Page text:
The Unz Review - Mobile
A Collection of Interesting, Important, and Controversial Perspectives Largely Excluded from the American Mainstream Media
Email This Page to Someone

 Remember My Information



=>
Publications Filter?
AKarlin.com Da Russophile
Nothing found
 TeasersRussian Reaction Blog
/
Law

Bookmark Toggle AllToCAdd to LibraryRemove from Library • BShow CommentNext New CommentNext New Reply
🔊 Listen RSS

Livestream in Russian, English.

He’s been found guilty, as expected. The main question is what the sentence will be: Suspended, or a real term. Here is my prediction (which on developments so far might well turn out to be awfully wrong).

Discuss.

UPDATE: Even if he is found guilty and sentenced, he still has the choice of appealing his sentence. This will give him enough time to contest the Moscow elections.

(Republished from Da Russophile by permission of author or representative)
 
🔊 Listen RSS

If you remember a couple of weeks ago, the Internet was rocked – for a total of about one or two days – by a wave of leaks from the ICIJ about the identities of offshore account holders in the British Virgin Islands. What juicy revelations did we have about the henchmen of the kleptocratic Putin regime?

Other high profile names identified in the offshore data include the wife of Russia’s deputy prime minister, Igor Shuvalov, and two top executives with Gazprom, the Russian government-owned corporate behemoth that is the world’s largest extractor of natural gas.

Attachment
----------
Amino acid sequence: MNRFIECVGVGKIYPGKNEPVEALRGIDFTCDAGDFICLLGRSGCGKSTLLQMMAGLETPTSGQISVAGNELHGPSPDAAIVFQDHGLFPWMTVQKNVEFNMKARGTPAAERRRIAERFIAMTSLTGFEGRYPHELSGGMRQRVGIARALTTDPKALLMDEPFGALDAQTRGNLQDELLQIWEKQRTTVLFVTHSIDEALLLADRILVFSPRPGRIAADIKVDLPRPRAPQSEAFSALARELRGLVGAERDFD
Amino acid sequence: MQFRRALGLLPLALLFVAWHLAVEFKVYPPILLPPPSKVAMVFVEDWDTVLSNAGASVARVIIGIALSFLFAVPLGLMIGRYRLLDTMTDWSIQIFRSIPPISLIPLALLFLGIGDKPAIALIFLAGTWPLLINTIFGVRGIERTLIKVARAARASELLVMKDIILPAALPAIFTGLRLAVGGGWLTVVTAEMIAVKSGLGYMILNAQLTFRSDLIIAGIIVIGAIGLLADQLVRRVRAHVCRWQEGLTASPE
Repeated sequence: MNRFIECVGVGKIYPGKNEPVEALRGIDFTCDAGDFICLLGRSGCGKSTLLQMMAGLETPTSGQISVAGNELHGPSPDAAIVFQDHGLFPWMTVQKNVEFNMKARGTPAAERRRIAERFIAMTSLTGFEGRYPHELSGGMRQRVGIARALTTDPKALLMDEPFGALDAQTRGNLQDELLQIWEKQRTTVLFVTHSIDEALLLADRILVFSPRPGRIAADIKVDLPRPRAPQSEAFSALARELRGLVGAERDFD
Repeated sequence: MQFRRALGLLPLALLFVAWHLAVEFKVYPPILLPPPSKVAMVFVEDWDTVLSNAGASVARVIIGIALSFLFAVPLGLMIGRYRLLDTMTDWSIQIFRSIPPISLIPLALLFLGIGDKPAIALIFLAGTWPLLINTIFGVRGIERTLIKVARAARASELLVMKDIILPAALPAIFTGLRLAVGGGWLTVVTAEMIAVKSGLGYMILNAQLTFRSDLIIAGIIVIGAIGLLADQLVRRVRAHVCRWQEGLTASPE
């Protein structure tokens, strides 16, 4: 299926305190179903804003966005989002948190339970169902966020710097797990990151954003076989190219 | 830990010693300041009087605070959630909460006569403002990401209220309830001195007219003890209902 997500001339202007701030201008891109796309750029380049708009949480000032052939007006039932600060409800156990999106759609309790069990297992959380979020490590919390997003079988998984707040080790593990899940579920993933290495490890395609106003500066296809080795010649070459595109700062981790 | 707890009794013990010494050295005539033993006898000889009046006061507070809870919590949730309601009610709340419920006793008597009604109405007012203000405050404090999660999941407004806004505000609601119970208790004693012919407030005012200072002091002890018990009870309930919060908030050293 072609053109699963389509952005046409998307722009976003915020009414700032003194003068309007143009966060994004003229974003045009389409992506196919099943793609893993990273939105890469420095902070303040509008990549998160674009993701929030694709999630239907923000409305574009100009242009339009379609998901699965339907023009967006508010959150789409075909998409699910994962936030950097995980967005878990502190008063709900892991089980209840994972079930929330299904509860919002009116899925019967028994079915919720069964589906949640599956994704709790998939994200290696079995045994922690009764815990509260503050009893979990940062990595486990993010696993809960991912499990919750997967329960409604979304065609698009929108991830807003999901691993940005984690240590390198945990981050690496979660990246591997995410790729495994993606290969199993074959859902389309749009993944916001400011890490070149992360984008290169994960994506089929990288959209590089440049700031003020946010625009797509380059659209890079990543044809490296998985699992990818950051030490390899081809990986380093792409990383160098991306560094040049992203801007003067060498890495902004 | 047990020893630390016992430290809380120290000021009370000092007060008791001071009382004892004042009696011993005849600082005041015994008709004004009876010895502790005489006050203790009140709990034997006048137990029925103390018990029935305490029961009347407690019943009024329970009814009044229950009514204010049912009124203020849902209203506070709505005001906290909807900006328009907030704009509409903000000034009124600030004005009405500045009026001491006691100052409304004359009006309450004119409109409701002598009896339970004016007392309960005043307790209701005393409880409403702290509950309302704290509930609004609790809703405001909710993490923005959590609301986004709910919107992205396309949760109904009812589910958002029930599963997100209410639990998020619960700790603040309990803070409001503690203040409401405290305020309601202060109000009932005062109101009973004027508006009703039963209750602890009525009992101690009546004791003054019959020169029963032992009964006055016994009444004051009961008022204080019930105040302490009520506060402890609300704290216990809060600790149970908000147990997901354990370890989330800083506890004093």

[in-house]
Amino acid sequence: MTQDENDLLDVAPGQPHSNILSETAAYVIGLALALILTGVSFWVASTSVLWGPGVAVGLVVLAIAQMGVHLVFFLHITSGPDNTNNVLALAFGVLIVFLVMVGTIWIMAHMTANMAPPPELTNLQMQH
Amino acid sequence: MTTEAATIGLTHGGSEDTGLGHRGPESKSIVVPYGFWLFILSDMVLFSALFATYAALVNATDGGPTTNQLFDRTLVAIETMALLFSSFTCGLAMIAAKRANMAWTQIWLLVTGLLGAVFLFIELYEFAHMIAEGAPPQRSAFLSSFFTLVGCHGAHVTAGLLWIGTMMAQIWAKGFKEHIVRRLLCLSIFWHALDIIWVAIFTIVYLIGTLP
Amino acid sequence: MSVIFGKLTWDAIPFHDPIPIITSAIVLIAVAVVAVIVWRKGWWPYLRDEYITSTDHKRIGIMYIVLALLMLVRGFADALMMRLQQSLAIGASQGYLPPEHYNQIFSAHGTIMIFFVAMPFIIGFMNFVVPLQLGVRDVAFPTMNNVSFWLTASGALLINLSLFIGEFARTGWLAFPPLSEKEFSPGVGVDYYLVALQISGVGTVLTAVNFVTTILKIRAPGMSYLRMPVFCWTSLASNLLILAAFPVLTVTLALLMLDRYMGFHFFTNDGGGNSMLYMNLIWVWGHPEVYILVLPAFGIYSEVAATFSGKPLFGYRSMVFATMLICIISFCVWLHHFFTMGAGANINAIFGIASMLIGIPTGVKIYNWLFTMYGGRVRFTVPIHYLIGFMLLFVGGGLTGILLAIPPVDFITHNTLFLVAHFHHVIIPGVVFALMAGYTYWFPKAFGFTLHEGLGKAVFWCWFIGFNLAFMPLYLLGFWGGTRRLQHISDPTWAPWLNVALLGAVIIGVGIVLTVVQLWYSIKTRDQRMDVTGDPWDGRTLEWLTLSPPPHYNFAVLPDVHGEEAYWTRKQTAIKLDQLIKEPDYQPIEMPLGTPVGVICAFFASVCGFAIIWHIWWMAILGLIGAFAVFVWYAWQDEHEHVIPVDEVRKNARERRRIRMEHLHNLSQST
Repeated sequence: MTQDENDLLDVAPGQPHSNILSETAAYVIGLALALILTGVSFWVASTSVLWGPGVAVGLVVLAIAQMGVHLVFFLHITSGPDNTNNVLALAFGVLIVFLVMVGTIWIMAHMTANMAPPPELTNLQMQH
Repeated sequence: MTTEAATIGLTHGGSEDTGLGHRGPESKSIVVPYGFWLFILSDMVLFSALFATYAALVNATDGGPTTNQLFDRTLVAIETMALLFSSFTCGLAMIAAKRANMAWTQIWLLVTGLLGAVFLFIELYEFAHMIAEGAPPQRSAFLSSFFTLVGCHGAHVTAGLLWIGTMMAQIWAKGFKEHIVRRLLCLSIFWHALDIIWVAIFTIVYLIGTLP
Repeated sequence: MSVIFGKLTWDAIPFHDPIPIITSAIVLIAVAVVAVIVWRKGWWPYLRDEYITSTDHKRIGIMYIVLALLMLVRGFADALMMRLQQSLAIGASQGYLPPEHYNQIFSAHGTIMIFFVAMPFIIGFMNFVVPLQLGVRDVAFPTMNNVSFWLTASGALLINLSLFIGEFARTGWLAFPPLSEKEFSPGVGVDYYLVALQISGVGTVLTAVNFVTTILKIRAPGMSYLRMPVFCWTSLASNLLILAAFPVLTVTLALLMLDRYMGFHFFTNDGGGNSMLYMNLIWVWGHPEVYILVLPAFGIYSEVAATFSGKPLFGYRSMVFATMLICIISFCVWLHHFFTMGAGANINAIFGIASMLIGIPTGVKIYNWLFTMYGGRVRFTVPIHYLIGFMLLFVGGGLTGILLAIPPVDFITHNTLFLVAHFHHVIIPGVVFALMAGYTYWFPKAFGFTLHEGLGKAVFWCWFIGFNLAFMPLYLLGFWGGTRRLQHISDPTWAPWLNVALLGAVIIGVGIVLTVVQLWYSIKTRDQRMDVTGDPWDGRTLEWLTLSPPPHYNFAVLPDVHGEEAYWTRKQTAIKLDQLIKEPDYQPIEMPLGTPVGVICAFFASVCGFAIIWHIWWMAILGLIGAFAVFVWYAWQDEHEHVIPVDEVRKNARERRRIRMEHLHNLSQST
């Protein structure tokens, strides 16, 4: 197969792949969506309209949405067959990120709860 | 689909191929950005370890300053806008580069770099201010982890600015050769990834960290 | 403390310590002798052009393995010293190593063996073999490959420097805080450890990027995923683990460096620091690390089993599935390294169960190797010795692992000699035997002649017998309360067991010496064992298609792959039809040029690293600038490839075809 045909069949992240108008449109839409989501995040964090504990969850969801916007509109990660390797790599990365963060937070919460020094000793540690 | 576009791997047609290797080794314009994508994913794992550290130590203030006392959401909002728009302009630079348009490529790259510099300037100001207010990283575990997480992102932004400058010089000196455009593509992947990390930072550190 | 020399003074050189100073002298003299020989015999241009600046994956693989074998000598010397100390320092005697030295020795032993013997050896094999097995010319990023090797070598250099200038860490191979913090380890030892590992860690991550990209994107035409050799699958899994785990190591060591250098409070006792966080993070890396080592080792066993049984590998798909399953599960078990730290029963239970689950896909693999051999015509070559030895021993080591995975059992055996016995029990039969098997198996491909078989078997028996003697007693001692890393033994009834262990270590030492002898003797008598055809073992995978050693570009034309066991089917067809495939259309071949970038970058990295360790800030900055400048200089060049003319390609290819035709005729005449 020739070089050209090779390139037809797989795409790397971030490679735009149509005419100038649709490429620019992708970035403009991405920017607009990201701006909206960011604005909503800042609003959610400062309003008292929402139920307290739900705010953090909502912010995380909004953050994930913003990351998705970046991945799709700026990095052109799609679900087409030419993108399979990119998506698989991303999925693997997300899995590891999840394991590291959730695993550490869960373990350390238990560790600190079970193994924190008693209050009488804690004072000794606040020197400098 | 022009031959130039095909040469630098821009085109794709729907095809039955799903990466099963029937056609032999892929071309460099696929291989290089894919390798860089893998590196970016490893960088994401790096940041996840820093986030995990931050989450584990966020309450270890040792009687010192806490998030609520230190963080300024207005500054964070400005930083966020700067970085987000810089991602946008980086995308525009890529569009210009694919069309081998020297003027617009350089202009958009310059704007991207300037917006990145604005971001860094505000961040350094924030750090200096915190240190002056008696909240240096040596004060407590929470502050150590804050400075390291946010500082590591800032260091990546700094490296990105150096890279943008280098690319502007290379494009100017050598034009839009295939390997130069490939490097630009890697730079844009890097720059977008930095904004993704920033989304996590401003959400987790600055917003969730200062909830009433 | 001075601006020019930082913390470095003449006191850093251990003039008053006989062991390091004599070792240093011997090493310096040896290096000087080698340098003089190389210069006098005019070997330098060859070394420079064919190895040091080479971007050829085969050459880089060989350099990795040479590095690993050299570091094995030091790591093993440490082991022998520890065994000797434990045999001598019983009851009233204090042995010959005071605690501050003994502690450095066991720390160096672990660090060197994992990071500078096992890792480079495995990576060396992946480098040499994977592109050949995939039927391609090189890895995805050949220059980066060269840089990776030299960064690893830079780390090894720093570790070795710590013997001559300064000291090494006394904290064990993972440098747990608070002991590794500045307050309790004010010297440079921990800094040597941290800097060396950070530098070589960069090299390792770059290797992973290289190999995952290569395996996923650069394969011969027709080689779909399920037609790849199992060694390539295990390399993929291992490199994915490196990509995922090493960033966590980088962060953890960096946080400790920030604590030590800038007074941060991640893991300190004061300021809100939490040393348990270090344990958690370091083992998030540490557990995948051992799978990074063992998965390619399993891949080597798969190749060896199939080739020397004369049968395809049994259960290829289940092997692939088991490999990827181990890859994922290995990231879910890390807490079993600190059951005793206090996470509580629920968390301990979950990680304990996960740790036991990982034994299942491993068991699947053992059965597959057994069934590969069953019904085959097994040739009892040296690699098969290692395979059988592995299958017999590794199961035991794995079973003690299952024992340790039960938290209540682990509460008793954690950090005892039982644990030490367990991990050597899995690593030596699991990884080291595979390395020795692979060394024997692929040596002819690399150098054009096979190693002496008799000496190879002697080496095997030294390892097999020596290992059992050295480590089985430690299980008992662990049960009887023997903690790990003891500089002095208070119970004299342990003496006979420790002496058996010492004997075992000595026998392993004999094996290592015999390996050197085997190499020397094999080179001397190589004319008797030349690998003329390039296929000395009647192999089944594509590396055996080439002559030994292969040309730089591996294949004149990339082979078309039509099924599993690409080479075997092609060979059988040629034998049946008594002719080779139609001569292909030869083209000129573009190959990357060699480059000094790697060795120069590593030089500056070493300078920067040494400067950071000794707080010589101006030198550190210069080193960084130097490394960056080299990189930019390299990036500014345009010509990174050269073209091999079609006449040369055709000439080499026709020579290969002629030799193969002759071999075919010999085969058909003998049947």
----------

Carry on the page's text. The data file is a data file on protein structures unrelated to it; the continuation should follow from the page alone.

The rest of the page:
Shuvalov’s wife and the Gazprom officials had stakes in BVI companies, documents show. All three declined comment.

So that comes to one Minister who has always been open about the wealth which he made in the 1990′s as a law firm manager and then multiplied by leaving it in a blind trust invested into the Russian stockmarket; and a couple of top executives at one of the world’s biggest companies, are the two most prominent names that have been dredged up.

Rather underwhelming, TBH.

Incidentally, in most countries there is nothing particularly illegal about having offshore bank accounts. Morally questionable? Perhaps. For some, yes. And I can understand why countries like Germany (mistakenly, IMO) might not want to contribute to bailing out alleged tax havens like Cyprus, or why the US demands Switzerland reveal the identities of Swiss secret bank account holders to the IRS.

But is keeping money offshore illegal? No, it isn’t. Not in the US, not in Russia, not practically anywhere else. Not in any country that supports the principle of basically free movements of capital. Now if said money is suspected to have been laundered or otherwise acquired illegally then yes, investigations can follow. But the past few years of pressed government budgets have seen the big countries lean heavily on alleged tax shelters to reveal more information about their clients so it is arguably a much smaller problem than it was, say, a decade ago.

The non-illegal nature of offshore banking is the reason why Romney isn’t being prosecuted for his $250 million stash in the Cayman Islands, and why revelations that many wealthy Germans keep bank accounts in Panama has led to a lot of media noise but no legal proceedings. Is it because Germany is a kleptocracy in which the elites corruptly protect their own? To ask the question is to mock it.

But funnily enough whenever it comes to Russia even otherwise neoliberal or even Randian commentators start frothing at the mouth and demanding populist, Bolshevik reprisals against any Russian – that is, if he isn’t opposed to Putin – with money abroad.

(Republished from Da Russophile by permission of author or representative)
 
🔊 Listen RSS